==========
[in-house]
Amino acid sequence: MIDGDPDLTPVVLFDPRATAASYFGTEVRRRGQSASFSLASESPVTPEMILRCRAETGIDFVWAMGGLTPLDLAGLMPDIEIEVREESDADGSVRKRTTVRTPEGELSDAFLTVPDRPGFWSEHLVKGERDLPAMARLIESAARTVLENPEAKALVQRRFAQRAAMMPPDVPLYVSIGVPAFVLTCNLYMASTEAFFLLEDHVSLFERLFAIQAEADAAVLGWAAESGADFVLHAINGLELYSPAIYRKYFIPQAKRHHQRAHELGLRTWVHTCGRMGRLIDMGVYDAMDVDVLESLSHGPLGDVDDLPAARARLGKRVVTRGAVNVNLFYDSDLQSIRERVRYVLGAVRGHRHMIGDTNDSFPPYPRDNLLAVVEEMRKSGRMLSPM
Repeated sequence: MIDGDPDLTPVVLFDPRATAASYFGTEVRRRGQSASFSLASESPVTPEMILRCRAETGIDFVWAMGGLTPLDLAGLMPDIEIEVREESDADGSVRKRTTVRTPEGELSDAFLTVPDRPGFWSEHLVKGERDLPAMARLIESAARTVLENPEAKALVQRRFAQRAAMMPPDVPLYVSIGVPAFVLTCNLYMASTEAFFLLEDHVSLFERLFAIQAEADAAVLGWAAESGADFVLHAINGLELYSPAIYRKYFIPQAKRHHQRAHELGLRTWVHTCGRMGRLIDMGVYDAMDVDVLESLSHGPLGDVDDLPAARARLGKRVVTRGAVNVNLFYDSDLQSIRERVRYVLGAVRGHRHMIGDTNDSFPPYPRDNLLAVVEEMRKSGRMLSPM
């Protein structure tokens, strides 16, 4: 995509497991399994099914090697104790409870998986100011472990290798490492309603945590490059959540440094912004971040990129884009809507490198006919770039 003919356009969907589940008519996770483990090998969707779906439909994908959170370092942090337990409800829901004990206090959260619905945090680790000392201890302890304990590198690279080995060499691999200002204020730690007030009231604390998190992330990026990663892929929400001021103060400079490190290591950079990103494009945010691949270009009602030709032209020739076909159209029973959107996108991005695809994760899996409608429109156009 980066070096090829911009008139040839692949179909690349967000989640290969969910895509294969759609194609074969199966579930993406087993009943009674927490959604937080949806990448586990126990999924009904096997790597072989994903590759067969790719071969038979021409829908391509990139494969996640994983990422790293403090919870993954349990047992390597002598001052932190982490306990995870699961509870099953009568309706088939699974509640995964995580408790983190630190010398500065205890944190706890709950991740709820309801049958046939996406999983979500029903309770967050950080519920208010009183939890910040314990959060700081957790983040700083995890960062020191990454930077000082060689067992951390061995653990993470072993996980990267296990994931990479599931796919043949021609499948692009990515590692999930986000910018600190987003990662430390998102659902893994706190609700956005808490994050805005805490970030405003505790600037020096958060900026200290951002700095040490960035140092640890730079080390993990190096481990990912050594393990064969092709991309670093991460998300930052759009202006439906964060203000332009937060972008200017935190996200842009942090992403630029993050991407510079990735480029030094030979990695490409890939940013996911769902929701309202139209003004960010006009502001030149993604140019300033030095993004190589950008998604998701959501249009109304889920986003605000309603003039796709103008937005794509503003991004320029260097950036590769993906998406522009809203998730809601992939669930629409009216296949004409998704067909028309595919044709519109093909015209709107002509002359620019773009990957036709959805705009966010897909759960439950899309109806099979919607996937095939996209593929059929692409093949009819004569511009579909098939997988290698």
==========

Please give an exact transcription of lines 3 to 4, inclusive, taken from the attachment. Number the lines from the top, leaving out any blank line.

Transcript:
Repeated sequence: MIDGDPDLTPVVLFDPRATAASYFGTEVRRRGQSASFSLASESPVTPEMILRCRAETGIDFVWAMGGLTPLDLAGLMPDIEIEVREESDADGSVRKRTTVRTPEGELSDAFLTVPDRPGFWSEHLVKGERDLPAMARLIESAARTVLENPEAKALVQRRFAQRAAMMPPDVPLYVSIGVPAFVLTCNLYMASTEAFFLLEDHVSLFERLFAIQAEADAAVLGWAAESGADFVLHAINGLELYSPAIYRKYFIPQAKRHHQRAHELGLRTWVHTCGRMGRLIDMGVYDAMDVDVLESLSHGPLGDVDDLPAARARLGKRVVTRGAVNVNLFYDSDLQSIRERVRYVLGAVRGHRHMIGDTNDSFPPYPRDNLLAVVEEMRKSGRMLSPM
């Protein structure tokens, strides 16, 4: 995509497991399994099914090697104790409870998986100011472990290798490492309603945590490059959540440094912004971040990129884009809507490198006919770039 003919356009969907589940008519996770483990090998969707779906439909994908959170370092942090337990409800829901004990206090959260619905945090680790000392201890302890304990590198690279080995060499691999200002204020730690007030009231604390998190992330990026990663892929929400001021103060400079490190290591950079990103494009945010691949270009009602030709032209020739076909159209029973959107996108991005695809994760899996409608429109156009 980066070096090829911009008139040839692949179909690349967000989640290969969910895509294969759609194609074969199966579930993406087993009943009674927490959604937080949806990448586990126990999924009904096997790597072989994903590759067969790719071969038979021409829908391509990139494969996640994983990422790293403090919870993954349990047992390597002598001052932190982490306990995870699961509870099953009568309706088939699974509640995964995580408790983190630190010398500065205890944190706890709950991740709820309801049958046939996406999983979500029903309770967050950080519920208010009183939890910040314990959060700081957790983040700083995890960062020191990454930077000082060689067992951390061995653990993470072993996980990267296990994931990479599931796919043949021609499948692009990515590692999930986000910018600190987003990662430390998102659902893994706190609700956005808490994050805005805490970030405003505790600037020096958060900026200290951002700095040490960035140092640890730079080390993990190096481990990912050594393990064969092709991309670093991460998300930052759009202006439906964060203000332009937060972008200017935190996200842009942090992403630029993050991407510079990735480029030094030979990695490409890939940013996911769902929701309202139209003004960010006009502001030149993604140019300033030095993004190589950008998604998701959501249009109304889920986003605000309603003039796709103008937005794509503003991004320029260097950036590769993906998406522009809203998730809601992939669930629409009216296949004409998704067909028309595919044709519109093909015209709107002509002359620019773009990957036709959805705009966010897909759960439950899309109806099979919607996937095939996209593929059929692409093949009819004569511009579909098939997988290698």